Gallup polling captures in statistics the New Economy. About one in five Americans is either underemployed (14.7%) or unemployed (6.4%). About one-third (35%) are worried about money. Telecommuting at least several days each month has increased from 9% of employees in 1995 to 37% in 2015. Roughly one-third of employees are actively committed to doing a good job; 50% merely put in their time; and the remaining 20% act out their discontent in counterproductive ways.
A 2014 survey by the Conference Board found similar discontent. The majority of Americans — 52.3% — are unhappy at work. Every year since 1987, the Board has run a job satisfaction survey. Nearly three decades ago, 61.1% of workers said they liked their jobs. The survey asked workers how they feel about various parts of their experience, including job security, wages, promotion policy, vacation policy, sick leave, health plan and retirement plan. On all of these measures, workers were happier in 1987 than they are now.
Paying the price
The consequences of the New Economy, which challenge businesses and safety and health departments alike, include:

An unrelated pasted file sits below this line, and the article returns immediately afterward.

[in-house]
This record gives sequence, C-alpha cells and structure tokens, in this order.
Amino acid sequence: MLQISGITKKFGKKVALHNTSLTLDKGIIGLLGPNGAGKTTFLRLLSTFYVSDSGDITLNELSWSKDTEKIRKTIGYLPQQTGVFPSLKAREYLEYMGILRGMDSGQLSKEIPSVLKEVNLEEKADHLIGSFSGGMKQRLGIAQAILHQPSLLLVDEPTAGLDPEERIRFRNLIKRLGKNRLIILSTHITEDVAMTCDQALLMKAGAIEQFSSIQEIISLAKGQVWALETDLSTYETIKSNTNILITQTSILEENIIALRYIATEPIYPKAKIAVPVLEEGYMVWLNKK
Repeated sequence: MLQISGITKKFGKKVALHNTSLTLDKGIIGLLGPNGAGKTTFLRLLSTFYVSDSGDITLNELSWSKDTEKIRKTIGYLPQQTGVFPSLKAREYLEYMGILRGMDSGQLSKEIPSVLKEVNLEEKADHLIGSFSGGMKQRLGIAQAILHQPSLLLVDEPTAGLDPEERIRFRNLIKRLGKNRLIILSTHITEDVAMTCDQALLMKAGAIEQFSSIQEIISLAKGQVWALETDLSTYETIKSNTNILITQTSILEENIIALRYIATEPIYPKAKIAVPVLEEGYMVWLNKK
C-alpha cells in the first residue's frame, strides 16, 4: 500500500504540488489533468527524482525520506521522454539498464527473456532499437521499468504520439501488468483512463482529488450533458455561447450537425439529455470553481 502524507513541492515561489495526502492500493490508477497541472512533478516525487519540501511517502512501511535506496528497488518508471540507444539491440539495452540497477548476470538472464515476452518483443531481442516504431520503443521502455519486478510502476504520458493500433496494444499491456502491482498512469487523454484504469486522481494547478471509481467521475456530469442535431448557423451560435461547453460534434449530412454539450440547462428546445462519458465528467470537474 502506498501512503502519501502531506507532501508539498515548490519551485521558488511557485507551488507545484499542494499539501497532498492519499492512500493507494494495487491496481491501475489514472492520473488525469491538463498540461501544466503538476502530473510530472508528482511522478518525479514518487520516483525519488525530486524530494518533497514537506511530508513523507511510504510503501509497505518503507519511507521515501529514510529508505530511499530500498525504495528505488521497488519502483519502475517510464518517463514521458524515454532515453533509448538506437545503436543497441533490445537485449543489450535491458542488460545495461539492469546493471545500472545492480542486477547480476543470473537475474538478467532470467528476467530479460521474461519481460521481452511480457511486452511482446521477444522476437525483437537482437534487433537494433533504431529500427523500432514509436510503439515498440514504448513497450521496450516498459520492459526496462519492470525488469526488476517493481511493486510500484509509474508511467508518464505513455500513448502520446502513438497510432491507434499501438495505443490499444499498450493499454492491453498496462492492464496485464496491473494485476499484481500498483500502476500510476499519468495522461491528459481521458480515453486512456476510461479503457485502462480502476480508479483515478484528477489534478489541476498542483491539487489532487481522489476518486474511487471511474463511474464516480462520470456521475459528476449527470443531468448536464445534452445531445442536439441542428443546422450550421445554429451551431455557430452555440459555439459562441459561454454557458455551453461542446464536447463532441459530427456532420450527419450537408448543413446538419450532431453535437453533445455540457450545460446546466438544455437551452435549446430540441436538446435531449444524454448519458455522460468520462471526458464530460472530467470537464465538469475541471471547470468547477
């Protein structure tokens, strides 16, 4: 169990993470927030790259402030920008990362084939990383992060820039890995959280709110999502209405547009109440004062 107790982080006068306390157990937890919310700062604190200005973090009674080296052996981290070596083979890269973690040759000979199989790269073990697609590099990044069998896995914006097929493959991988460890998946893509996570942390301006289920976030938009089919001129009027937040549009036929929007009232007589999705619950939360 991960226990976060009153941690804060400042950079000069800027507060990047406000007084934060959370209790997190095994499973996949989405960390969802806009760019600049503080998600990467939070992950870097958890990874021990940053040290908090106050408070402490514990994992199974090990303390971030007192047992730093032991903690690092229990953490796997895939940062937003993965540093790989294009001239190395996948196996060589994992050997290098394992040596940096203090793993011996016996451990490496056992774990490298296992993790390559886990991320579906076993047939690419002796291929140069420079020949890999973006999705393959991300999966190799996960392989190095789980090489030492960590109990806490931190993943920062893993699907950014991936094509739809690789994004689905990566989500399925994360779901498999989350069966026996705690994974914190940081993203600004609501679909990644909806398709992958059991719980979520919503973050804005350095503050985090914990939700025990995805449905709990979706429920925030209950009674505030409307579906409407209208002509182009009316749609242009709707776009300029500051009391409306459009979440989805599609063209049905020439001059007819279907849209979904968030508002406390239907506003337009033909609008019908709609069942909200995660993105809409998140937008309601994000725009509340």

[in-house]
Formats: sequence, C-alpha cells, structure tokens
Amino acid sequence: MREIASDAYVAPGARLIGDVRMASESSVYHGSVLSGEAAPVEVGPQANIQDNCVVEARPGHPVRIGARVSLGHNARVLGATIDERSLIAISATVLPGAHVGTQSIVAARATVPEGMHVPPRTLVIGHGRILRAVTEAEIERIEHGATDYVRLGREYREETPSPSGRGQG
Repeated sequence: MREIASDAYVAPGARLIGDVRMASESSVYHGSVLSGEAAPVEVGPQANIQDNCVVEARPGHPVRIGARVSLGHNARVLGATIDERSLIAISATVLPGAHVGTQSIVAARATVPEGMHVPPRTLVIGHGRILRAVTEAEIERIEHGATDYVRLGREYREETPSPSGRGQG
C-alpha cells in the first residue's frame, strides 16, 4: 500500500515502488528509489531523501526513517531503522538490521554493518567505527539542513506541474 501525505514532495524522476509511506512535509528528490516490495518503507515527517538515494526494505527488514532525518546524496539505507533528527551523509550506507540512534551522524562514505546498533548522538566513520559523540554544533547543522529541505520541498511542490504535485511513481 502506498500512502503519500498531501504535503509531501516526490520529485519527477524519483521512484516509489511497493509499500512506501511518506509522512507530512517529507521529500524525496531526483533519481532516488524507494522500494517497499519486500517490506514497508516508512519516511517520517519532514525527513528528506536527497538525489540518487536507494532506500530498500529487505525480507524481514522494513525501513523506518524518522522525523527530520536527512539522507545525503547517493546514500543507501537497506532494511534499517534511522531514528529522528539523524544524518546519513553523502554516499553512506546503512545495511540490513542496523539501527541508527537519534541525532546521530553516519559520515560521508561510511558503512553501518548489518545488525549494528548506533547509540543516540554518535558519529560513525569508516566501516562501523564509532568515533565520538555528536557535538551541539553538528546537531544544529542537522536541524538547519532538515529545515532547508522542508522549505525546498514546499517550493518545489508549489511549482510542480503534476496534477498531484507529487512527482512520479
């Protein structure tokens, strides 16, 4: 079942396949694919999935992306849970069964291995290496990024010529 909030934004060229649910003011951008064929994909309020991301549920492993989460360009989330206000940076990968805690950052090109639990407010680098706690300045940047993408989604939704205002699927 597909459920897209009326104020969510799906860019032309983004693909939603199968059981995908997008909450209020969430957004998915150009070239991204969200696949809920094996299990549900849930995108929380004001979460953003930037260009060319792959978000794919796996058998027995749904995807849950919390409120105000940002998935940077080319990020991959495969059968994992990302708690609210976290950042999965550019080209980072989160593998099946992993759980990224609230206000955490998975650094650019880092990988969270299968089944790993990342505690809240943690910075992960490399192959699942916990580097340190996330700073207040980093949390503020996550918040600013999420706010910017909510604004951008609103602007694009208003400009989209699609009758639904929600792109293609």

- Millenials are encouraged to seek a new job every 4-5 years or appear lazy and stagnant
- High healthcare costs
- Mental health problems, job stress increases, work-life imbalances, declining morale
- Presenteeism (being on the job but preoccupied or ill and not as productive)
- Fatigue (due to long hours, stress, or holding down two jobs)
- Distracted driving (that need to stay connected)
- Uncertain workforce sustainability (burn out and job-hopping)
- Insecurities due to temp or “non-traditional” job status
- Confusion about who is responsible for ensuring safety training and safe behaviors and attitudes of temps and contractors
Here are what safety and health experts say about meeting the challenges of modern work:
Treat people well and safety and profits increase
“Maybe it took a huge company like Amazon to bring the subject of culture to the fore, but organizations’ negative and sometimes abusive treatment of employees has been going on in the Western world since the Industrial Revolution,” says Dr. Judy Erickson, president of Erickson Associates.